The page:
Definition of “Quality”
  • The customer’s judgment, not yours
  • Both the product and the associated services
  • Not absolute, but relative to competitors
  • Does not include price

Quality Index = Percent of sales from superior

minus

Percent of sales from inferior products

good productivity is closely tied to high roi
GOOD PRODUCTIVITY IS CLOSELY TIED TO HIGH ROI

High Productivity Increases Profitability

as investment intensity rises roi declines
AS INVESTMENT INTENSITY RISES ROI DECLINES

Capital Intensity Decreases Profitability

major factors causing high profits
Strong Market Position Relative Market Share > 80%

Low Investment Intensity Investment/Sales < 33%

High Productivity Value Added/Employee > $60 K

High Perceived Quality Quality > 50%

Low R&D Marketing Expense Marketing + R&D/Sales < 10%

Major Factors Causing High Profits
major factors causing profit trouble
Major Factors Causing Profit Trouble
  • Weak Market Position Relative Market Share < 25%
  • High Investment Intensity Investment/Sales < 33%
      • Fixed Capital

or

      • Working Capital Investment/Sales > 70%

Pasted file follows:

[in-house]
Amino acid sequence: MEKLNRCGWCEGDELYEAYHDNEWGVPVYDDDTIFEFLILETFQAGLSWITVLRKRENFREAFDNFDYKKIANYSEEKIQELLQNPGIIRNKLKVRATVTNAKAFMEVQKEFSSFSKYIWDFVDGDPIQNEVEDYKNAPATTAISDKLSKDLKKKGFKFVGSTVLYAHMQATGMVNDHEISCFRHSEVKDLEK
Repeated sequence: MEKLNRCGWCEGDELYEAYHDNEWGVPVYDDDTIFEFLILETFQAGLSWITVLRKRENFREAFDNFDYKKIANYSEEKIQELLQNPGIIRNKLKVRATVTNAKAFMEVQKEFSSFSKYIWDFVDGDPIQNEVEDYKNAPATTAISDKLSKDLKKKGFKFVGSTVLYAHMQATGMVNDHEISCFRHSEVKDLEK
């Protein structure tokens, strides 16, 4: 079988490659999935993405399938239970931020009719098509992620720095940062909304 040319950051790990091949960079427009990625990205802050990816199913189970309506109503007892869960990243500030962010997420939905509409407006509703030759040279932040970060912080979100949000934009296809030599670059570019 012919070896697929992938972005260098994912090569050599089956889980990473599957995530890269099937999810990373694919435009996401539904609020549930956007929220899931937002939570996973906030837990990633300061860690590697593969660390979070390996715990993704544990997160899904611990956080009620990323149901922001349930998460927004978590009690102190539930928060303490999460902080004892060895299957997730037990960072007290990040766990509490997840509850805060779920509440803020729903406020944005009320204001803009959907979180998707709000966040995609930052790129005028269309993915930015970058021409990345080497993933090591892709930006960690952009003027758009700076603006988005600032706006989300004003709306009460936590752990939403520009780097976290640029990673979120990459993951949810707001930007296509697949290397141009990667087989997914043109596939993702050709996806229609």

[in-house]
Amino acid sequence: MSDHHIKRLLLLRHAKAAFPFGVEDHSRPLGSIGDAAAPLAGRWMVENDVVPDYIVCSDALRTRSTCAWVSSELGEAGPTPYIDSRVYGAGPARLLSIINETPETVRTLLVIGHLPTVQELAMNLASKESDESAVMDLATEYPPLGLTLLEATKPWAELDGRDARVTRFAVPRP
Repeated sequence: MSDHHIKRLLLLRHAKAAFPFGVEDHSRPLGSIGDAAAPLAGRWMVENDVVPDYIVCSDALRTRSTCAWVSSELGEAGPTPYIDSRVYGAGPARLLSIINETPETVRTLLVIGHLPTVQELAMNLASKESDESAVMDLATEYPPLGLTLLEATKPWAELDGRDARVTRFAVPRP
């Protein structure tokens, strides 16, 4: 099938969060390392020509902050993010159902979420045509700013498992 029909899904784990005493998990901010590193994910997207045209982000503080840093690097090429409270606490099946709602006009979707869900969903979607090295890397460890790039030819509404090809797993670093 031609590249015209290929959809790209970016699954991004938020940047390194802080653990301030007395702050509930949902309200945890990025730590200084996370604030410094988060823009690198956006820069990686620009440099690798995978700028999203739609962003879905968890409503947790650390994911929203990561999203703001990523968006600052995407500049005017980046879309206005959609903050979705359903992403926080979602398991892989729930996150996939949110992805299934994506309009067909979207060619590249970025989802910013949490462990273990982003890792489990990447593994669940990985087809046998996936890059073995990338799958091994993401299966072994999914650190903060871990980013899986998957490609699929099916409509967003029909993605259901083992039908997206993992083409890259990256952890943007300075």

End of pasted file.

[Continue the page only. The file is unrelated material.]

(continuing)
• Low Productivity Value Added/Employee < $45K
  • Poor or Standard Quality Quality < 0
  • High R&D & Marketing Expense Marketing + R&D/Sales > 15%
percentage of new produce failures for three types of businesses consumer industrial service
Percentage of New Produce Failures For Three Types of Businesses:Consumer, Industrial, Service
percentage of new produce failures for three types of businesses consumer industrial service26
Percentage of New Produce Failures For Three Types of Businesses:Consumer, Industrial, Service
product lifecycle
Product Lifecycle
  • 17-20 years – 1970
  • 10-20 years – 1980
  • 5-6 years – 1990
  • 2-3 years – 2000
  • Less than 1 year for some products
  • Need for constant innovation, improvement, new product development
slide28
3M
  • 30% of sales from products introduces within last 5 years
  • 10% real growth annually
  • 10% profitability after taxes
  • 27% return on capital investment
  • 15% rule of time
new products
New Products
  • Need a champion
  • Market test
  • Get to market swiftly (market plan)